Regarding the presentation of the material, the book is available in standard and collector’s editions. I requested and received a review copy of the collector’s edition of Volume VII from the publisher.
The standard edition has cloth-over-board covers; sewn binding; thick, glossy pages; and full-color facsimiles (two-to-a-page) of notebooks 7-9. Besides having a better cover, the collector’s edition also contains photographs of Spurgeon, volumes from his library, and other pictures not included in the previous volumes. The collector’s edition also has gilded pages and a box cover. Although both are beautiful, I prefer the collector’s edition and have purchased it for previous volumes in the series.
For an excerpt, including the front matter and the first sermon in this volume, click here. If you’re interested in snagging a copy for yourself, you can find The Lost Sermons of C. H. Spurgeon, Volume VII online at LifeWay.com and other retail stores. Lifeway also has a complete set of all seven volumes in the standard and collector’s editions as well (65% off at the time of this writing).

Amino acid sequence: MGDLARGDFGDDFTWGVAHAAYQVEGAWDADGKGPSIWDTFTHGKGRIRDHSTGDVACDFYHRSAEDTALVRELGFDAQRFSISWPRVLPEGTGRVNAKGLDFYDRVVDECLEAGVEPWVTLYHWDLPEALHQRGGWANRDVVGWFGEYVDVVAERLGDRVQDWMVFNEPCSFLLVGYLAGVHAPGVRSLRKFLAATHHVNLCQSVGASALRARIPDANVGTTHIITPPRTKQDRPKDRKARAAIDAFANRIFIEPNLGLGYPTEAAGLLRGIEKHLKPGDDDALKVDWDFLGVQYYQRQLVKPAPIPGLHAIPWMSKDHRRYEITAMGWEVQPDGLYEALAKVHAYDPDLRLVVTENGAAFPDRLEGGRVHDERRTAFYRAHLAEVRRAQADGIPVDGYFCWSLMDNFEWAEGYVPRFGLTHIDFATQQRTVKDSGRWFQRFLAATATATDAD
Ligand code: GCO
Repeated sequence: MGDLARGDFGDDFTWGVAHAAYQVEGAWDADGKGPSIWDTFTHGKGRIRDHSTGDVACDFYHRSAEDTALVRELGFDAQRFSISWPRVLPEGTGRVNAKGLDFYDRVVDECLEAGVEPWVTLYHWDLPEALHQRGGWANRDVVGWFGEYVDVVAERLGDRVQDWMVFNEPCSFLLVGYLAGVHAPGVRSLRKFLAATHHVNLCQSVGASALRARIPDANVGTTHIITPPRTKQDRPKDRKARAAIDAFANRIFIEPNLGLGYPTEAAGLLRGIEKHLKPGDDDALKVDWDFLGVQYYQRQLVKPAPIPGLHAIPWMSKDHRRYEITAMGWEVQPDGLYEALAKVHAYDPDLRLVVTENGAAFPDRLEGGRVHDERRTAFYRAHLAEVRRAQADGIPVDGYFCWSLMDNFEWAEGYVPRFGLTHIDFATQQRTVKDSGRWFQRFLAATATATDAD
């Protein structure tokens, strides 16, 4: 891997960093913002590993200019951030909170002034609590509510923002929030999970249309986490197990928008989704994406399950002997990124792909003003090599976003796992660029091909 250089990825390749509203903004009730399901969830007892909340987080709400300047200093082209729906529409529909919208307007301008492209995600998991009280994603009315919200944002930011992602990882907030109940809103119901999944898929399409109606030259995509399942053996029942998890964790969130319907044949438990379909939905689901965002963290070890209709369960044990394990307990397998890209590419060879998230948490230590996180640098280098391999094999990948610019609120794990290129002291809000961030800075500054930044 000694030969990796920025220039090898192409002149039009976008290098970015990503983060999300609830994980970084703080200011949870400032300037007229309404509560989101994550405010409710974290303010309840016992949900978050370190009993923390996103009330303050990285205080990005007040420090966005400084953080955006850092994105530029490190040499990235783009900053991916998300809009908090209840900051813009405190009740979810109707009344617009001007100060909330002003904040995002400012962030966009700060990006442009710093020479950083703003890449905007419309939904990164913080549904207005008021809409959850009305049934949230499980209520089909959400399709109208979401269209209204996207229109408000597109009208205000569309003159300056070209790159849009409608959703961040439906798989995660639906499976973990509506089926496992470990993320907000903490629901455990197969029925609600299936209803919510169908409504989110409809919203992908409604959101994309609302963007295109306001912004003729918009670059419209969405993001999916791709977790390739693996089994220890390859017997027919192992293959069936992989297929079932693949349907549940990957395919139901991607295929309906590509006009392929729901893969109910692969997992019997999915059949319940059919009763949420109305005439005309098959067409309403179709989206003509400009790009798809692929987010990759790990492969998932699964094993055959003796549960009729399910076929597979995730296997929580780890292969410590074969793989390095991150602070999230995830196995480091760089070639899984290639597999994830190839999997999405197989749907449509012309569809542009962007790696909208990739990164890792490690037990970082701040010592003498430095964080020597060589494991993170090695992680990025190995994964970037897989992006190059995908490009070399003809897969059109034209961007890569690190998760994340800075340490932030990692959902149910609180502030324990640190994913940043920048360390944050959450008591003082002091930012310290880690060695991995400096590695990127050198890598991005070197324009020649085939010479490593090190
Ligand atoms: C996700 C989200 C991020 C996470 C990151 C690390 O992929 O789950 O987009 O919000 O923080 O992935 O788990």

A few select quotes from Volume VII:
Death… Like some cliff worn at the base by a foaming torrent, we wonder that it has not fallen, yet wonder when it does. (p. 133)
How infinitely is man inferior to his Maker. (p. 153)
Lord, I thank thee for necessary ignorance, though I repent of that which is unnecessary. (p. 155)
God is not obliged to reveal himself, nor will he to gratify vain man’s idle curiosity. (p. 159)
The Minister who hopes to go through the world without trial will be mistaken. (p. 315)
True religion is more than a smile at a bold assertion or triumphant proof. (p. 392)
Fear not to die, but fear to doubt, for he who doubts dies a hundred deaths in fearing one. (p. 519)
Is a man to be a Christian sage in an instant, or a theologian in an hour? No, we begin with a slight tinge of light, and by degrees the sun arises. (p. 528)
He who knows his heart will humble his heart. (p. 542)
Oh those words on the cross, “Father forgive them.” There is more real melody there than in the finest compositions of Handel. (p. 596)
Our doctrines never were nor ever can be pleasing to ungodly men. (p. 628)